Are you struggling to sleep? You've tried the herbal sleep teas, switched off from social media and stayed away from the late night sugary snacks, and you still can't get a good nights rest?
Maybe it's time you try something different; Yoga Nidra.
Yoga might not have been the first thing you considered before going to bed. Thoughts of lyca-wearing humans doing handstands and downward dogs wasn't your idea of rest, but did you know theres various styles of yoga that can support your journey to a deeper sleep.
Sleep is a necessity, not a luxury.
As a culture, we're always connected, often stressed, and our nervous systems are constantly in a fight-or-flight, sympathetic state. Yoga Nidra, often referred to as "yogic sleep," is a powerful relaxation technique and an effective and efficient way to access the "rest and digest" parasympathetic state, which is where healing happens.
How do I practice Yoga Nidra?
Quite simply, find a quiet space to be still and listen to the voice of the yoga nidra practitioner, online or in person. The systematic meditation will allow you to enter a state between wakefulness and slumber, where the body can rest profoundly while the mind stays alert and receptive.
If you are lying down and prone to lower back pain, take a bolster or pillows under your knees. If seated is more comfortable, that is totally okay too.
Wear layers and use a blanket as often when your body is still your temperature will drop and you want to maintain that relaxed state as long as possible.
You can tune into Yoga Nidra for free with Aimee. Listen here
Rest is a productive activity.
Yoga Nidra is a sleep meditation - but you want to don't want to fall asleep ;)
Imagine that moment just before you drift off to sleep, when you're fully aware of your body, relaxed in bed, and your worries have faded away. Your thoughts may take on a slightly dream-like quality, yet you're still conscious of your surroundings, almost like a hypnotic state. Even if you hear a noise outside, it doesn't bother you; you're on the verge of entering dreamland. This state of mind is precisely what you should aim for during Yoga Nidra.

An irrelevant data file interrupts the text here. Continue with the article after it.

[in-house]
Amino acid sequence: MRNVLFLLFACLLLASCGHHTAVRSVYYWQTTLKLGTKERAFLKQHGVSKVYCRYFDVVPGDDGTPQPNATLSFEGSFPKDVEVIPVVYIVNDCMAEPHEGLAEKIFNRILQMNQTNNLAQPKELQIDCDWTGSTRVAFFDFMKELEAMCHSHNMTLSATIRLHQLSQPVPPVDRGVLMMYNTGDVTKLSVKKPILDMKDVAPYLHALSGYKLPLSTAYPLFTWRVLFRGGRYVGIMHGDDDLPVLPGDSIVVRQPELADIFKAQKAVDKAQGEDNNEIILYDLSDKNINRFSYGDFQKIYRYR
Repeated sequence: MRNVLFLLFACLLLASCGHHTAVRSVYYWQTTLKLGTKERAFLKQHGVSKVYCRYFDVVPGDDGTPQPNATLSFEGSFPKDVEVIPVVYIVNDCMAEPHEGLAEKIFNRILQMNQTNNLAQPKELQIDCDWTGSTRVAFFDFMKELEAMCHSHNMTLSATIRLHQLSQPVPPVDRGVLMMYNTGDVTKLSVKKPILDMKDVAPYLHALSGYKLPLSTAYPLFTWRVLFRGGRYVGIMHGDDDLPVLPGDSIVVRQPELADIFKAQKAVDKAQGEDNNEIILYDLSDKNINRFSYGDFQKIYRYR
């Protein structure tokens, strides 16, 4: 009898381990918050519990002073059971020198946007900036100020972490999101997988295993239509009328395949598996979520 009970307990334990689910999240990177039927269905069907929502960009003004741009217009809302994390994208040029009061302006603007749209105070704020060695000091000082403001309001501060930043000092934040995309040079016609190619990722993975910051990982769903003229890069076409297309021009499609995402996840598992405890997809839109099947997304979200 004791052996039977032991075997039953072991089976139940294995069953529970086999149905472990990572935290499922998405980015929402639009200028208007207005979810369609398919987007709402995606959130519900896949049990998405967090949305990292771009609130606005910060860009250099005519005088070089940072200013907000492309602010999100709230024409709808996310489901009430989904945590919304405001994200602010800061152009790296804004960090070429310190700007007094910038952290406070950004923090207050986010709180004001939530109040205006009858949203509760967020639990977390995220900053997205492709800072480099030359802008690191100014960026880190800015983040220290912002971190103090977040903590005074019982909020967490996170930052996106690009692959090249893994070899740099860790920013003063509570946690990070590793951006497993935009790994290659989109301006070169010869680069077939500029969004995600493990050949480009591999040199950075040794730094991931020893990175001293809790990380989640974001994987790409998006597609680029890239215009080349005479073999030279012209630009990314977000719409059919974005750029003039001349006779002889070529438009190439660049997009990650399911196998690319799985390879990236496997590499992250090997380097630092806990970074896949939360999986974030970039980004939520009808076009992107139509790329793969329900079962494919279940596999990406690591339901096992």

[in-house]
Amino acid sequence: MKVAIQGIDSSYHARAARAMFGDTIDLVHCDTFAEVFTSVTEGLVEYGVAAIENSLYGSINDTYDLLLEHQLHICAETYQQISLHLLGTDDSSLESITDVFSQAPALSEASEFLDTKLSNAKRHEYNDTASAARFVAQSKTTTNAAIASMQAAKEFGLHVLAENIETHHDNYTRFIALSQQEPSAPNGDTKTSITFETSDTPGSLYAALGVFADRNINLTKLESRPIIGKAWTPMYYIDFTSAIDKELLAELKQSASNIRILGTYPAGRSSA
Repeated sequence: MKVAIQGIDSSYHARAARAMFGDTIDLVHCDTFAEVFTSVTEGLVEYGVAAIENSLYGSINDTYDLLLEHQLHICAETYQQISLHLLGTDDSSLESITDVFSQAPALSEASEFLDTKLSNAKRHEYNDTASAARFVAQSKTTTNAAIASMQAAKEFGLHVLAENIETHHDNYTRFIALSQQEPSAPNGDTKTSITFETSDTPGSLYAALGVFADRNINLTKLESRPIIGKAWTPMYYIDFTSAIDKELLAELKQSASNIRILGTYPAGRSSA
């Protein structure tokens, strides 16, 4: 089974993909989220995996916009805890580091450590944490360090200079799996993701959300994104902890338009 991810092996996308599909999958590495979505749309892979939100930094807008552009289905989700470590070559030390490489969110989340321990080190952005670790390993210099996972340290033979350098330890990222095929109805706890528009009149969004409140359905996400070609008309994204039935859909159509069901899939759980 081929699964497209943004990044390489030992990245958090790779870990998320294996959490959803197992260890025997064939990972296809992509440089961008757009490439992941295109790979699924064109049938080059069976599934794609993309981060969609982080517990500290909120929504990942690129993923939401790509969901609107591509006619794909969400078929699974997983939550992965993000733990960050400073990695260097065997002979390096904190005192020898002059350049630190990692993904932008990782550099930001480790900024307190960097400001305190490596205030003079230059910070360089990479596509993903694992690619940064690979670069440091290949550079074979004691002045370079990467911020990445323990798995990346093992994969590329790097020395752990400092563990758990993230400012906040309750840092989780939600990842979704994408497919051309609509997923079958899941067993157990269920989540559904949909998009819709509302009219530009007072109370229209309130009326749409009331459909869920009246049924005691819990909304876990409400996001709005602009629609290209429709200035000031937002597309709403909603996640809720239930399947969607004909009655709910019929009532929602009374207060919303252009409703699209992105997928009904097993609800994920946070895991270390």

While it's natural for beginners to occasionally fall asleep during Yoga Nidra, it's advised to stay in the hypnotic state of mind as long as possible. This is because when you're asleep, you are completely unconscious of your surroundings and when entering the theta stage of brain waves, you can enhance the restorative benefits of the practice.
What are the benefits of Yoga Nidra?
According to Dr Swami Satyananda (1998), "a single hour of yoga nidra is as restful as four hours of conventional sleep" plus many other benefits:
Minimises tension: muscular, emotional and mental tension.
Trains the mind with the power of your sankalpa / intention
Clears the unconscious mind
Enhances memory and learning capacity
Now, its all great sharing the benefits of Yoga Nidra, yet ultimately, its best you try for yourself and see what you receive from the practice.
And remember, it is a practice, so schedule in 30 minutes consistently, starting with once or twice a week and build from there. Really perfecting the art of deep rest every session.
Would like to try Yoga Nidra, for free, with Aimee? Listen here.